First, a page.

We have now successfully recorded our 100th oral history interview!
And while we won't have an edited transcript of last Friday's interview with Dr. Frances Storrs available in the Main Library for several months, here are a few teasers to build anticipation in the meantime:
- Her parents were strongly anti-Communist, and feared the advent of socialized medicine. When Kaiser opened a clinic in Spokane, Kaiser physicians were prevented from joining the local medical societies.
- Storrs chose Carleton College for her undergraduate education. Her parents had told her she could go anywhere in the United States, except UW (too close to home), or Sarah Lawrence, Bennington, or Reed--because everyone knew those were Communist schools.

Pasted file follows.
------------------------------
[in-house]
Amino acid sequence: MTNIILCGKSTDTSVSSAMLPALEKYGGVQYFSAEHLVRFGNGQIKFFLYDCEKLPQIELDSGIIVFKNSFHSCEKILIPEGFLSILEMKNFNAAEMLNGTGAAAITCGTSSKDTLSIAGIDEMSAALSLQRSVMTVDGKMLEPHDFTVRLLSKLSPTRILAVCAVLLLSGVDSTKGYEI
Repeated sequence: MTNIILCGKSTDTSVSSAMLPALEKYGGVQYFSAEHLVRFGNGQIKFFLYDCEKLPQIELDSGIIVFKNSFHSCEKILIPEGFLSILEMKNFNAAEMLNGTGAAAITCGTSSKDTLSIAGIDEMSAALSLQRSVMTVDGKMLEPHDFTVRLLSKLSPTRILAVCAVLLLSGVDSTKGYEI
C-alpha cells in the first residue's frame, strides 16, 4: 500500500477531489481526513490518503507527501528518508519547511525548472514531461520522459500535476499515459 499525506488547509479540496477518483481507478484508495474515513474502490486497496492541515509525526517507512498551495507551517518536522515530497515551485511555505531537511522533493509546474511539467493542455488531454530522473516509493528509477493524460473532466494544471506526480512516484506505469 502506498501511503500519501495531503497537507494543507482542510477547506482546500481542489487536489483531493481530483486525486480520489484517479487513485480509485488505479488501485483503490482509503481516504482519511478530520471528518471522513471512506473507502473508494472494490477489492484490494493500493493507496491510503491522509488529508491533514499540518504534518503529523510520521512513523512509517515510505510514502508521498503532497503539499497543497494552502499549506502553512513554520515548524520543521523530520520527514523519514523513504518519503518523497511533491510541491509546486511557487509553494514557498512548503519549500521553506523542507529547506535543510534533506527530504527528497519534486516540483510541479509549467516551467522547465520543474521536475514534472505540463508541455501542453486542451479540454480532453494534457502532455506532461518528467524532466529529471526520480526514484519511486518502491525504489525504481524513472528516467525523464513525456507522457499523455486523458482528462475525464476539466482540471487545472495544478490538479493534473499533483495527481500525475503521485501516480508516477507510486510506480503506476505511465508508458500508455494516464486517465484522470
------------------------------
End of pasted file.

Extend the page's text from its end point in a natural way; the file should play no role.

- At Carleton, the female students had to wear skirts at all times. They could only wear pants if the temperature dipped below -35F (yes, that's negative 35 degrees). For a bit of fun rebellion, the girls would go naked to weekly chapel, wearing only their coats.
- How did she happen to become the first female resident in dermatology at UOMS? Interviewing with chair Wally Lobitz, M.D., Storrs admitted she wasn't AOA in med school. Lobitz said, "Well, you're not AOA, but you've got a sparkle in your eye, so we'll take you."